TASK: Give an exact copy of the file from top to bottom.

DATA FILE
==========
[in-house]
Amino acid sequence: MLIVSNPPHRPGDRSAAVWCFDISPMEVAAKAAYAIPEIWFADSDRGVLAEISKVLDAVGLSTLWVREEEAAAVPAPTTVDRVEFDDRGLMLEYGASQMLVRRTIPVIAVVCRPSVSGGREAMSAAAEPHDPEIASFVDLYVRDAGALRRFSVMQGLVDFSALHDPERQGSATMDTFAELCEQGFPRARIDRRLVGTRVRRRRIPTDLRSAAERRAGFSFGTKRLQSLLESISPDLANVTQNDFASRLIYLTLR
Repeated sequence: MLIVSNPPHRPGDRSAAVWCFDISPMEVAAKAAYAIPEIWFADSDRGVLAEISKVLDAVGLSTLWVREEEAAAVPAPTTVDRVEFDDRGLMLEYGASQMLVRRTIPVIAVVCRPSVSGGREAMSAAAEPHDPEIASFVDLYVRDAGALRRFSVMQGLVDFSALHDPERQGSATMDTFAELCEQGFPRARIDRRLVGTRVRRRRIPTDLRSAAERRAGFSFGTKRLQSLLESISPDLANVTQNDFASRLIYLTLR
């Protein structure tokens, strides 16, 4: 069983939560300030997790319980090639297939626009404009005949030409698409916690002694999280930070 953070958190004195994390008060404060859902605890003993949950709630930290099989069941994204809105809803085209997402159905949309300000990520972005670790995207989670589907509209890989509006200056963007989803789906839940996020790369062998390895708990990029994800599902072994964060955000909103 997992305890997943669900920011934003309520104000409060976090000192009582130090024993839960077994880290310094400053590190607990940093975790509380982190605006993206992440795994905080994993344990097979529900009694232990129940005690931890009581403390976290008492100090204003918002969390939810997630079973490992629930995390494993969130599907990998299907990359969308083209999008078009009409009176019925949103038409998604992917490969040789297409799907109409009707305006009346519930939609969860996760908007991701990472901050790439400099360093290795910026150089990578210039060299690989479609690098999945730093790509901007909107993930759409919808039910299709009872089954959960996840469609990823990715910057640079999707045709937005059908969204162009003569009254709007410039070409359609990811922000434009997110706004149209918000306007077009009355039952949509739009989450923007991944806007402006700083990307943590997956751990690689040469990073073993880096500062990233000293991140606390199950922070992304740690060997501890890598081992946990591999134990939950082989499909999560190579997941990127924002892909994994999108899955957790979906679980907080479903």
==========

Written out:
[in-house]
Amino acid sequence: MLIVSNPPHRPGDRSAAVWCFDISPMEVAAKAAYAIPEIWFADSDRGVLAEISKVLDAVGLSTLWVREEEAAAVPAPTTVDRVEFDDRGLMLEYGASQMLVRRTIPVIAVVCRPSVSGGREAMSAAAEPHDPEIASFVDLYVRDAGALRRFSVMQGLVDFSALHDPERQGSATMDTFAELCEQGFPRARIDRRLVGTRVRRRRIPTDLRSAAERRAGFSFGTKRLQSLLESISPDLANVTQNDFASRLIYLTLR
Repeated sequence: MLIVSNPPHRPGDRSAAVWCFDISPMEVAAKAAYAIPEIWFADSDRGVLAEISKVLDAVGLSTLWVREEEAAAVPAPTTVDRVEFDDRGLMLEYGASQMLVRRTIPVIAVVCRPSVSGGREAMSAAAEPHDPEIASFVDLYVRDAGALRRFSVMQGLVDFSALHDPERQGSATMDTFAELCEQGFPRARIDRRLVGTRVRRRRIPTDLRSAAERRAGFSFGTKRLQSLLESISPDLANVTQNDFASRLIYLTLR
């Protein structure tokens, strides 16, 4: 069983939560300030997790319980090639297939626009404009005949030409698409916690002694999280930070 953070958190004195994390008060404060859902605890003993949950709630930290099989069941994204809105809803085209997402159905949309300000990520972005670790995207989670589907509209890989509006200056963007989803789906839940996020790369062998390895708990990029994800599902072994964060955000909103 997992305890997943669900920011934003309520104000409060976090000192009582130090024993839960077994880290310094400053590190607990940093975790509380982190605006993206992440795994905080994993344990097979529900009694232990129940005690931890009581403390976290008492100090204003918002969390939810997630079973490992629930995390494993969130599907990998299907990359969308083209999008078009009409009176019925949103038409998604992917490969040789297409799907109409009707305006009346519930939609969860996760908007991701990472901050790439400099360093290795910026150089990578210039060299690989479609690098999945730093790509901007909107993930759409919808039910299709009872089954959960996840469609990823990715910057640079999707045709937005059908969204162009003569009254709007410039070409359609990811922000434009997110706004149209918000306007077009009355039952949509739009989450923007991944806007402006700083990307943590997956751990690689040469990073073993880096500062990233000293991140606390199950922070992304740690060997501890890598081992946990591999134990939950082989499909999560190579997941990127924002892909994994999108899955957790979906679980907080479903």